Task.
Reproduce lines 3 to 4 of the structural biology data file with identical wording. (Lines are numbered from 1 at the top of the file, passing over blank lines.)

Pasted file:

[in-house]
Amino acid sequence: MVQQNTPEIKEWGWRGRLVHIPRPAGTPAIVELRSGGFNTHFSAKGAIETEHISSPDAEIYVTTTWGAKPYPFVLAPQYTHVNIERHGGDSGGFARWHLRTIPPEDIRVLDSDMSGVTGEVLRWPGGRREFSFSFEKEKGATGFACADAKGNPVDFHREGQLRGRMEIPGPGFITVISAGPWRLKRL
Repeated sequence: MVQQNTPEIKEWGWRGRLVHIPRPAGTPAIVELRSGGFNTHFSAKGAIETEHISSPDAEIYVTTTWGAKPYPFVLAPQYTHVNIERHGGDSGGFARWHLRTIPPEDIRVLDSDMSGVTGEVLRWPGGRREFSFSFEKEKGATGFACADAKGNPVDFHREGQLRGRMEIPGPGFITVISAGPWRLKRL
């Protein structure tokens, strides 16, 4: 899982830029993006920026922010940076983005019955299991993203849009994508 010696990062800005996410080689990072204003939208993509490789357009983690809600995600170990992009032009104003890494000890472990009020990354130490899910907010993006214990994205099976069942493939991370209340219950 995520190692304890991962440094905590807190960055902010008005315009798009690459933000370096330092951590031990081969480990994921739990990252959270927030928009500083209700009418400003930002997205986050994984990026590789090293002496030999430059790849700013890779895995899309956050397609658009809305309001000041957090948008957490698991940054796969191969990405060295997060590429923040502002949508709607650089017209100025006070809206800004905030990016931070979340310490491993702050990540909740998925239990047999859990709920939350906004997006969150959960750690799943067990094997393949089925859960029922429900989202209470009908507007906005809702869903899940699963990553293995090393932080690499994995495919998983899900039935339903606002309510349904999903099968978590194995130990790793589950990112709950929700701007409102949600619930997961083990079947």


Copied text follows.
Repeated sequence: MVQQNTPEIKEWGWRGRLVHIPRPAGTPAIVELRSGGFNTHFSAKGAIETEHISSPDAEIYVTTTWGAKPYPFVLAPQYTHVNIERHGGDSGGFARWHLRTIPPEDIRVLDSDMSGVTGEVLRWPGGRREFSFSFEKEKGATGFACADAKGNPVDFHREGQLRGRMEIPGPGFITVISAGPWRLKRL
């Protein structure tokens, strides 16, 4: 899982830029993006920026922010940076983005019955299991993203849009994508 010696990062800005996410080689990072204003939208993509490789357009983690809600995600170990992009032009104003890494000890472990009020990354130490899910907010993006214990994205099976069942493939991370209340219950 995520190692304890991962440094905590807190960055902010008005315009798009690459933000370096330092951590031990081969480990994921739990990252959270927030928009500083209700009418400003930002997205986050994984990026590789090293002496030999430059790849700013890779895995899309956050397609658009809305309001000041957090948008957490698991940054796969191969990405060295997060590429923040502002949508709607650089017209100025006070809206800004905030990016931070979340310490491993702050990540909740998925239990047999859990709920939350906004997006969150959960750690799943067990094997393949089925859960029922429900989202209470009908507007906005809702869903899940699963990553293995090393932080690499994995495919998983899900039935339903606002309510349904999903099968978590194995130990790793589950990112709950929700701007409102949600619930997961083990079947």